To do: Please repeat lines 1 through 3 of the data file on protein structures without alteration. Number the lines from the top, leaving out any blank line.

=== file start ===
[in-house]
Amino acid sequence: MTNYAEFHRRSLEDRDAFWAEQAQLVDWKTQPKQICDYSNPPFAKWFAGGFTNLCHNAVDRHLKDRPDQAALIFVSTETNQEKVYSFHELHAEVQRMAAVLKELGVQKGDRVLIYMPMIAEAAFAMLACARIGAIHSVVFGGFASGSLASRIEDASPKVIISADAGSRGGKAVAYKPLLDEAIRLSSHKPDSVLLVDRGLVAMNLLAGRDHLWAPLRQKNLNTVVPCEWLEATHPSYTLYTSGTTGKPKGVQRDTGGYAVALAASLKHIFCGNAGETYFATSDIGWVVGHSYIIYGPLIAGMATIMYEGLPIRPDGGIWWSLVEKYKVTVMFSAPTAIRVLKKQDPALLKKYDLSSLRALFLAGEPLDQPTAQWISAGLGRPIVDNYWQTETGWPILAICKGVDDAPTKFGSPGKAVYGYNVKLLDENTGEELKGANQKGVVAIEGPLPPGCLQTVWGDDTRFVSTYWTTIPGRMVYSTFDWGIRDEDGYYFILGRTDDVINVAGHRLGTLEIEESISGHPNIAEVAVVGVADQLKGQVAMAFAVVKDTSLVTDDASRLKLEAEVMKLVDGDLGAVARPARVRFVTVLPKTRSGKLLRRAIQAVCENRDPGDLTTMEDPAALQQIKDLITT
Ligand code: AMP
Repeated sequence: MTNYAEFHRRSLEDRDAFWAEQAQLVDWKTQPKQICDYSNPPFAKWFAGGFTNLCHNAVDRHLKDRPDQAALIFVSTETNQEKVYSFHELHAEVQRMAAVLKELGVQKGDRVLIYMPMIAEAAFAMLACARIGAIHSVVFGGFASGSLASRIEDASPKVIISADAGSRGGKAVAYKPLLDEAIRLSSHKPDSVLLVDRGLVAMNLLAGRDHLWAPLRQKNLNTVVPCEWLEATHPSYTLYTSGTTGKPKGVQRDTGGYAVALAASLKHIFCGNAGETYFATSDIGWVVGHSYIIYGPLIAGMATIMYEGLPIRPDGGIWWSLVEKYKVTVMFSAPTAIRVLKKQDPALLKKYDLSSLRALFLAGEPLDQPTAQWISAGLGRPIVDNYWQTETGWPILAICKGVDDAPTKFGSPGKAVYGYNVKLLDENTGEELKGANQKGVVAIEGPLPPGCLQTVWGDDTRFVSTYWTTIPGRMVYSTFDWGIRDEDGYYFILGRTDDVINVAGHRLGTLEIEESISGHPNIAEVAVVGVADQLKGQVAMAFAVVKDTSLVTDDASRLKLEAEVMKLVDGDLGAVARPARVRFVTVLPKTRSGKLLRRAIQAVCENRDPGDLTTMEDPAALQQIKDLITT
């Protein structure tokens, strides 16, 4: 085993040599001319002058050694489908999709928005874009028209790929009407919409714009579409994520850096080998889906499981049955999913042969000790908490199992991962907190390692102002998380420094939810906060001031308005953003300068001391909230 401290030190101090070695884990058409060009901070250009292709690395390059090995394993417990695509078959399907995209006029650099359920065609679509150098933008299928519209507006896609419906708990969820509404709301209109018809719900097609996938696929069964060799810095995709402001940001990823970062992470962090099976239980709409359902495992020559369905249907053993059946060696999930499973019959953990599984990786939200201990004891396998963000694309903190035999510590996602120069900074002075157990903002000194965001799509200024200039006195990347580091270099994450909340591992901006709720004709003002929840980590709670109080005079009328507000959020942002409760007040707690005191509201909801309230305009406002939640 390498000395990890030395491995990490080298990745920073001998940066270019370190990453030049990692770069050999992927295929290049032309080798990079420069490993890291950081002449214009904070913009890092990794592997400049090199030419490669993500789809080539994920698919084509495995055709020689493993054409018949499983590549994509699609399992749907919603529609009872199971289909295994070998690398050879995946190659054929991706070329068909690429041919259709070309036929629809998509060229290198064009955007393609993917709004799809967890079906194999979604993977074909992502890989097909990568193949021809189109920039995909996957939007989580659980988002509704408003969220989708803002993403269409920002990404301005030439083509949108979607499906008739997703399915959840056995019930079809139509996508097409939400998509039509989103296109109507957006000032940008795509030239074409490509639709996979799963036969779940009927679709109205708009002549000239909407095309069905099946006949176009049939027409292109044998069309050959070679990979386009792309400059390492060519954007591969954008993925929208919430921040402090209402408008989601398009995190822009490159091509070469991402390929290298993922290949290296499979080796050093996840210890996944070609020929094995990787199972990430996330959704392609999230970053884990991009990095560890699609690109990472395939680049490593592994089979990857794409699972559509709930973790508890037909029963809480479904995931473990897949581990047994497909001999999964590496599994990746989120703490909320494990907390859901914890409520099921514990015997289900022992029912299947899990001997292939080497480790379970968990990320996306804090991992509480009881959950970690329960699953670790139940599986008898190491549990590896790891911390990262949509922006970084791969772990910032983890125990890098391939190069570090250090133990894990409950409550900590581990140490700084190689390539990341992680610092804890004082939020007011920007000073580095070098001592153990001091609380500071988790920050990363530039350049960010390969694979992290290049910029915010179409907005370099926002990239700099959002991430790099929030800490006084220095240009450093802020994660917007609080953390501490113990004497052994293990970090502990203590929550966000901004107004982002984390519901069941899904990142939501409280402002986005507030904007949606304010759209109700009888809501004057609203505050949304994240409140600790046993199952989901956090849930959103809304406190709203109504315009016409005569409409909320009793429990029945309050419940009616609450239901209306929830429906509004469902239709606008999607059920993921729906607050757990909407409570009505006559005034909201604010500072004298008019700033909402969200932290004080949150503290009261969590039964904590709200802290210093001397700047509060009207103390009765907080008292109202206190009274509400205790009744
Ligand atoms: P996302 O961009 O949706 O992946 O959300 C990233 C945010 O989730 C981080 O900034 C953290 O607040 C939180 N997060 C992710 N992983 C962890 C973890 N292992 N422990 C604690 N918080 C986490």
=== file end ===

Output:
[in-house]
Amino acid sequence: MTNYAEFHRRSLEDRDAFWAEQAQLVDWKTQPKQICDYSNPPFAKWFAGGFTNLCHNAVDRHLKDRPDQAALIFVSTETNQEKVYSFHELHAEVQRMAAVLKELGVQKGDRVLIYMPMIAEAAFAMLACARIGAIHSVVFGGFASGSLASRIEDASPKVIISADAGSRGGKAVAYKPLLDEAIRLSSHKPDSVLLVDRGLVAMNLLAGRDHLWAPLRQKNLNTVVPCEWLEATHPSYTLYTSGTTGKPKGVQRDTGGYAVALAASLKHIFCGNAGETYFATSDIGWVVGHSYIIYGPLIAGMATIMYEGLPIRPDGGIWWSLVEKYKVTVMFSAPTAIRVLKKQDPALLKKYDLSSLRALFLAGEPLDQPTAQWISAGLGRPIVDNYWQTETGWPILAICKGVDDAPTKFGSPGKAVYGYNVKLLDENTGEELKGANQKGVVAIEGPLPPGCLQTVWGDDTRFVSTYWTTIPGRMVYSTFDWGIRDEDGYYFILGRTDDVINVAGHRLGTLEIEESISGHPNIAEVAVVGVADQLKGQVAMAFAVVKDTSLVTDDASRLKLEAEVMKLVDGDLGAVARPARVRFVTVLPKTRSGKLLRRAIQAVCENRDPGDLTTMEDPAALQQIKDLITT
Ligand code: AMP